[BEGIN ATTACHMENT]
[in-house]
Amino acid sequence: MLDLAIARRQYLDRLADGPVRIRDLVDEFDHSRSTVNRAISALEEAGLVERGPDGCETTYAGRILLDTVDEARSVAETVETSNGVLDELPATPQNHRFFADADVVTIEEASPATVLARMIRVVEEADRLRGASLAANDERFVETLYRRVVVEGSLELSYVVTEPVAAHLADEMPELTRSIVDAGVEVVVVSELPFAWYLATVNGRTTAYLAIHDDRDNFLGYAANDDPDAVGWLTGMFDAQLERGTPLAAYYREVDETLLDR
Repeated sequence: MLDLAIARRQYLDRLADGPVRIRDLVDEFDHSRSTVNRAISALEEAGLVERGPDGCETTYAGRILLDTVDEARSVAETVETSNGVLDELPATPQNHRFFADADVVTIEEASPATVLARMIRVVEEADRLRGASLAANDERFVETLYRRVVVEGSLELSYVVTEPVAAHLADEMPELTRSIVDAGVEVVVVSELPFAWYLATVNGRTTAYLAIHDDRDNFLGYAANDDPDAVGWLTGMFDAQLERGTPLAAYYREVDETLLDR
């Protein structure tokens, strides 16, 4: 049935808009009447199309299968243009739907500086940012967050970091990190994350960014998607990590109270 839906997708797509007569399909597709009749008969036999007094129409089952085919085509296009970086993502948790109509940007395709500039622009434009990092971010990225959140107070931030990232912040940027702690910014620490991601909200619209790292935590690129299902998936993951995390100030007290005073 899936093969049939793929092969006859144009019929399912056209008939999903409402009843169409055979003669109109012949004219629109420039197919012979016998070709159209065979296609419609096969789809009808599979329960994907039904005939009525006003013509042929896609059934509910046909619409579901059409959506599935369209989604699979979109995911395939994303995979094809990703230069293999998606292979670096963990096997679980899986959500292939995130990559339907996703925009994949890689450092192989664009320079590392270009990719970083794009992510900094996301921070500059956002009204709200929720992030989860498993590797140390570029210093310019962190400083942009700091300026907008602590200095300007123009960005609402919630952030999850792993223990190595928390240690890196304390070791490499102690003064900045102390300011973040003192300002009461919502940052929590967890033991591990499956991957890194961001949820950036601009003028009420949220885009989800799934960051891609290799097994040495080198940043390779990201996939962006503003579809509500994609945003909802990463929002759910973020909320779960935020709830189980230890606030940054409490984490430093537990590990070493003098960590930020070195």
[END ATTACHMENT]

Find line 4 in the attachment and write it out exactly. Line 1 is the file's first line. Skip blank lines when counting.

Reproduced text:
């Protein structure tokens, strides 16, 4: 049935808009009447199309299968243009739907500086940012967050970091990190994350960014998607990590109270 839906997708797509007569399909597709009749008969036999007094129409089952085919085509296009970086993502948790109509940007395709500039622009434009990092971010990225959140107070931030990232912040940027702690910014620490991601909200619209790292935590690129299902998936993951995390100030007290005073 899936093969049939793929092969006859144009019929399912056209008939999903409402009843169409055979003669109109012949004219629109420039197919012979016998070709159209065979296609419609096969789809009808599979329960994907039904005939009525006003013509042929896609059934509910046909619409579901059409959506599935369209989604699979979109995911395939994303995979094809990703230069293999998606292979670096963990096997679980899986959500292939995130990559339907996703925009994949890689450092192989664009320079590392270009990719970083794009992510900094996301921070500059956002009204709200929720992030989860498993590797140390570029210093310019962190400083942009700091300026907008602590200095300007123009960005609402919630952030999850792993223990190595928390240690890196304390070791490499102690003064900045102390300011973040003192300002009461919502940052929590967890033991591990499956991957890194961001949820950036601009003028009420949220885009989800799934960051891609290799097994040495080198940043390779990201996939962006503003579809509500994609945003909802990463929002759910973020909320779960935020709830189980230890606030940054409490984490430093537990590990070493003098960590930020070195």